Posted by Christine Schaefer
On August 1, the South African company Business Assessment Services (BAS)—acting on behalf of the new South African Excellence Foundation (SAEF)—publicly launched the latest South African Excellence Model (SAEMXIII™). The nonprofit SAEF will use the model as a basis for business assessment and development services for organizations in South Africa.
The Baldrige Program has long participated in a global excellence council, and the Baldrige Award and Criteria for Performance Excellence have long been emulated in countries around the world. So it is not surprising that BAS CEO Ed van den Heever gives partial credit to both the Baldrige Program and the Fundação Nacional da Qualidade (FNQ) of Brazil for inspiring the new SAEM.
I recently asked van den Heever—developer of the SAEMXIII and co-author of the previous SAEM1997 standards model—to share more information about the history of organizational excellence initiatives in his country. Following are his responses.
Tell us about your background and experience with the Baldrige Award and national program?
I have great admiration for the leader role of the Malcolm Baldrige National Quality Award (MBNQA) program. I also have fond memories of (retired Baldrige program director) Dr. Harry Hertz—a great man! My support for MBNQA goes back to the mid-1990s when I attended a Baldrige examiner course in South Africa conducted by Dr. Richard Chua of Juran Institute Incorporated (JII).
- Ed van den Heever
A year earlier, the Council for Scientific Industrial Research (CSIR) of South Africa had opted to go the Baldrige Award route. I had the great fortune, coming from the private sector, to join as an executive facilitator of CSIR Total Quality Management for four years. That role included exposing the CSIR Management Team to Baldrige examiner training. After 1995 examiner training in South Africa was presented by Dr. Chua of JII, I conducted the remainder of the Baldrige examiner sessions in 1996 and 1997. As lead examiner, I facilitated Baldrige Award-based assessments in 10 CSIR business units at the same time and publishing the consolidated findings.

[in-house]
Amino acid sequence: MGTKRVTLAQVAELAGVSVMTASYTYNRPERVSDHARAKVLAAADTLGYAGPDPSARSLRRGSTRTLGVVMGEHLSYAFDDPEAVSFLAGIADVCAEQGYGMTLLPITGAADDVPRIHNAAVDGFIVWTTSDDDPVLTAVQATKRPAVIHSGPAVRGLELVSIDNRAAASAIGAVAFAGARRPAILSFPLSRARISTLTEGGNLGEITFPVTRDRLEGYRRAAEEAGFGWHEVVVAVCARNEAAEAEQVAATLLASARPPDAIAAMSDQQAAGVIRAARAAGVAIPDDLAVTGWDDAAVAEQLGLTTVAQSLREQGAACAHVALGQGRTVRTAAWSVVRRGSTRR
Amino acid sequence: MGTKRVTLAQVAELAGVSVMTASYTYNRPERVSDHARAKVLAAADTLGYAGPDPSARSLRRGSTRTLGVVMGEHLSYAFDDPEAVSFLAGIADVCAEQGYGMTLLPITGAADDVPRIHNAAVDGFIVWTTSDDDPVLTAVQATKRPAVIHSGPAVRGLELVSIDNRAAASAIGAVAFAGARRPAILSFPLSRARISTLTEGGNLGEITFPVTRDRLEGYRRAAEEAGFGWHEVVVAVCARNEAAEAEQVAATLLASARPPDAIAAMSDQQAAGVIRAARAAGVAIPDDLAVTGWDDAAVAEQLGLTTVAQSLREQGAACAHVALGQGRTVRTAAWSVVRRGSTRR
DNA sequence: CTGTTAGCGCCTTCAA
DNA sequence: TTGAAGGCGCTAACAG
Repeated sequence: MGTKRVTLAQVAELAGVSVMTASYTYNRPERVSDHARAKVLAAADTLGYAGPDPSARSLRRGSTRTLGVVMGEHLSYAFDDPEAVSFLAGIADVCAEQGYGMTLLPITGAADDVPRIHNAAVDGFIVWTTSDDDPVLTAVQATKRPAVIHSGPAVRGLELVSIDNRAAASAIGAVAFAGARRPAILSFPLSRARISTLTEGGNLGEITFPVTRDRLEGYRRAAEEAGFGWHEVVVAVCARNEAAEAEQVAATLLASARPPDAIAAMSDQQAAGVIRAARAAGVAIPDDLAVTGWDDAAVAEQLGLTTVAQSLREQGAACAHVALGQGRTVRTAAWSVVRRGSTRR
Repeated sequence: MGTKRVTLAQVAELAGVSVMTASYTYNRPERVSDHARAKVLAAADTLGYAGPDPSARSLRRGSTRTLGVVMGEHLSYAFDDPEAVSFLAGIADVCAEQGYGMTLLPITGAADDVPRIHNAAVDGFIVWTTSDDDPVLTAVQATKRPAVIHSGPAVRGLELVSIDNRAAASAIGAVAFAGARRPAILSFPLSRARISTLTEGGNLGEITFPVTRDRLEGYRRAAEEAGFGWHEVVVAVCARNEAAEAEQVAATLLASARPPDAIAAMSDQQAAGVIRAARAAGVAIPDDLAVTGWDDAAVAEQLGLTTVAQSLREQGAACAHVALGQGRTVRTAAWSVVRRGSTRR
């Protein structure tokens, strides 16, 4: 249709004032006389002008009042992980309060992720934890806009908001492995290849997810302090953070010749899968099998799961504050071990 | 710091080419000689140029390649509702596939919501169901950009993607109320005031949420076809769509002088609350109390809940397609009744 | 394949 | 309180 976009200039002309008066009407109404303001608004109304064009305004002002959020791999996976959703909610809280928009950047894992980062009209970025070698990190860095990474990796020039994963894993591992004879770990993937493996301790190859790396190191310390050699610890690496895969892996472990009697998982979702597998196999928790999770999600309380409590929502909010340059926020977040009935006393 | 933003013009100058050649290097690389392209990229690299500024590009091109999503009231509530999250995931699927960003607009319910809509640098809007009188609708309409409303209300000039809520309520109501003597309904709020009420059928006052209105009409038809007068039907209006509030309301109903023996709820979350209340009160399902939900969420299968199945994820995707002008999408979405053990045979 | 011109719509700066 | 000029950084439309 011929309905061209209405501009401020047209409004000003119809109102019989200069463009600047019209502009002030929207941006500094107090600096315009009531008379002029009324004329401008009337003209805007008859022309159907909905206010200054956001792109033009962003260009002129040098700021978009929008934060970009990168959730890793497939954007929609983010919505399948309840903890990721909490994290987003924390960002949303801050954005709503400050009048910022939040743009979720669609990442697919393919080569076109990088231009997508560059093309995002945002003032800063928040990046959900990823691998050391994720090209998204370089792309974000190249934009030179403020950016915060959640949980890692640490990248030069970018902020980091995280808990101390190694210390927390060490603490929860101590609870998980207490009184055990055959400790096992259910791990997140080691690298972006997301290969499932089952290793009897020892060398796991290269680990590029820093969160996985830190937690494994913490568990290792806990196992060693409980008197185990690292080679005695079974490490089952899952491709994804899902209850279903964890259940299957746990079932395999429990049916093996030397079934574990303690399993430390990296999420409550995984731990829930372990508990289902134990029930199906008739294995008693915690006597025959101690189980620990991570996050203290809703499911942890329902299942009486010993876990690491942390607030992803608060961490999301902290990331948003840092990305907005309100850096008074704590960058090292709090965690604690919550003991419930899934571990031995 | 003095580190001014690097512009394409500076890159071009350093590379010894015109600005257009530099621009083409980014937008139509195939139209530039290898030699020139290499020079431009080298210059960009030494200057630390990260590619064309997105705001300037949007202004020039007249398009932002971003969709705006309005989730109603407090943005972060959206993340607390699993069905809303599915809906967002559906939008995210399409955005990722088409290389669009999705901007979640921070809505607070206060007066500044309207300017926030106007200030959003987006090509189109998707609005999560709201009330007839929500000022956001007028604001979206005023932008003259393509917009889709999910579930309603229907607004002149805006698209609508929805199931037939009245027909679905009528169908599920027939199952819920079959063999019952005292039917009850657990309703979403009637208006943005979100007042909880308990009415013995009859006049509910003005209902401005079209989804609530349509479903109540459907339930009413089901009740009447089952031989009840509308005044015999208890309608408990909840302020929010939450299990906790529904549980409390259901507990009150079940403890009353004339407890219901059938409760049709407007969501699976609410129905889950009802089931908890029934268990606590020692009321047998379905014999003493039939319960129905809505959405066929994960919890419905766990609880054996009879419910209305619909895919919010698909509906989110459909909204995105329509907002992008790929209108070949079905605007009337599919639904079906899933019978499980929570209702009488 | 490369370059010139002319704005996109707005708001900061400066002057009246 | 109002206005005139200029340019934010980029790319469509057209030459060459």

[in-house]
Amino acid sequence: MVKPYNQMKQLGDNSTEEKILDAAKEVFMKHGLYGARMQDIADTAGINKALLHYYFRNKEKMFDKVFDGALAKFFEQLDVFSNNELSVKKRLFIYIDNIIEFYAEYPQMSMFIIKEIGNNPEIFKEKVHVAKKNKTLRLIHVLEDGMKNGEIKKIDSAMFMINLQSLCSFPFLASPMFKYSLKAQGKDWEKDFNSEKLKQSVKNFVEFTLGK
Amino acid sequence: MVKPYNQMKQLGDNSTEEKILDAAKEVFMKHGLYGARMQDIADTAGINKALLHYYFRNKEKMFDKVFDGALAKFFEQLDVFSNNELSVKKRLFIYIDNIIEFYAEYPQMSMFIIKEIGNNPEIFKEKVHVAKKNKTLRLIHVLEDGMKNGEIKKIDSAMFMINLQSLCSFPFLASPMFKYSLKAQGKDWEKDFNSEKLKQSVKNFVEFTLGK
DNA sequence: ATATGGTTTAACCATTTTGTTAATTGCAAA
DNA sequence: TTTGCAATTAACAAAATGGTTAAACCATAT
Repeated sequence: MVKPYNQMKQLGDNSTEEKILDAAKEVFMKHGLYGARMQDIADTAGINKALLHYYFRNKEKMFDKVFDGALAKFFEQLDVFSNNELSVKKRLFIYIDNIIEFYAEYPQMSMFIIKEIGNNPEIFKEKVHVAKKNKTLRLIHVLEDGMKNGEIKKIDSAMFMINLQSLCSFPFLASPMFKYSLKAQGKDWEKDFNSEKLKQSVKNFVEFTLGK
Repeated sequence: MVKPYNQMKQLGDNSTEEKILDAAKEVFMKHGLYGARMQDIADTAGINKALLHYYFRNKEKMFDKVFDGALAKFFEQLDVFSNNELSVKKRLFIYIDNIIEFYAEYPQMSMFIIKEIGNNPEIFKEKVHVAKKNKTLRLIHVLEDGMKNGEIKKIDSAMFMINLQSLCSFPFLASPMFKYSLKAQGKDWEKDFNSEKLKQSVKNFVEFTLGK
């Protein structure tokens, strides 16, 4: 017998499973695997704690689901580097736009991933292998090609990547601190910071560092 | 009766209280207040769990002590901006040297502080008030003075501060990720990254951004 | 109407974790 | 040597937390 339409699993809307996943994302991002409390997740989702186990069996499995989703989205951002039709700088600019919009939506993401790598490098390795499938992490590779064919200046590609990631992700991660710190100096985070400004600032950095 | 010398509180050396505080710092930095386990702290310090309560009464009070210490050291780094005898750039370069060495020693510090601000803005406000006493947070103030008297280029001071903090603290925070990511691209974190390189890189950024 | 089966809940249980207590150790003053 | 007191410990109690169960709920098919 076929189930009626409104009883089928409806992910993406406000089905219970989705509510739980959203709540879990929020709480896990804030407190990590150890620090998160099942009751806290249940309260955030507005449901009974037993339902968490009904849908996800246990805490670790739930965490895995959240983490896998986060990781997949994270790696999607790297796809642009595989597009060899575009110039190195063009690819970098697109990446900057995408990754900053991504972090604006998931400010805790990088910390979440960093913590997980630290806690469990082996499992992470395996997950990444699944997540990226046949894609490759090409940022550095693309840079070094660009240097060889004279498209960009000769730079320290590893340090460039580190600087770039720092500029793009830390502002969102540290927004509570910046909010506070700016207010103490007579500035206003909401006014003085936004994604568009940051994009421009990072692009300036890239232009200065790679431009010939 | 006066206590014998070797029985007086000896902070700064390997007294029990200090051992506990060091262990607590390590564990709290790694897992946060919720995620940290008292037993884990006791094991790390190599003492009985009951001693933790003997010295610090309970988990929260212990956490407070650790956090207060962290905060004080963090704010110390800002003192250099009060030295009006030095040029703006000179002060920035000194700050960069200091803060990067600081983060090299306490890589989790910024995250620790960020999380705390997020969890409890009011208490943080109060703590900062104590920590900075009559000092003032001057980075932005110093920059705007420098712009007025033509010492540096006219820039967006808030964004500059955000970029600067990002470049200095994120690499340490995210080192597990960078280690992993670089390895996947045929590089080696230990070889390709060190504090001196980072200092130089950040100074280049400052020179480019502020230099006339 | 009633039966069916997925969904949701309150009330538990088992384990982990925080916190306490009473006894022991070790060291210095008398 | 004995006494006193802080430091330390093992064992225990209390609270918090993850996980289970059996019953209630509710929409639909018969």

In 1996, the CSIR and the South Africa Quality Institute (SAQI) agreed to launch a South African Criteria model (SAEM1997) and a foundation. I was appointed as the inaugural CEO of the former South African Excellence Foundation, which was formally launched in August 1997 as a not-for-profit company with ten sponsors.
How is the SAEMXIII model similar to the Baldrige Criteria for Performance Excellence?
Besides the SAEM1997, the Baldrige Criteria revisions of 2006, 2008, and 2010 had a direct impact on the road ahead [toward the SAEMXIII]. However, involvement with BHPBilliton in Australia in 2008 and exposure to the FNQ Model in 2013 greatly impacted the final outcome.
Among similarities, the SAEMXIII has merged the SAEM1997 Results Criteria (7–11) into a single criterion 7 (similar to the Baldrige Criteria and FNQ model). Also, similar to the Baldrige Criteria process evaluation factors of ADLI (Approach, Deployment, Learning, Integration), SAEMXIII uses PDCA (Plan, Do, Check, Act) elements for scoring of processes. And similar to the Baldrige Criteria results evaluation factors of LeTCI (Levels, Trends, Comparisons, and Integration), SAEMXIII uses RTCK (Results/Targets/Comparative/Key performance indicator match) elements for scoring of results.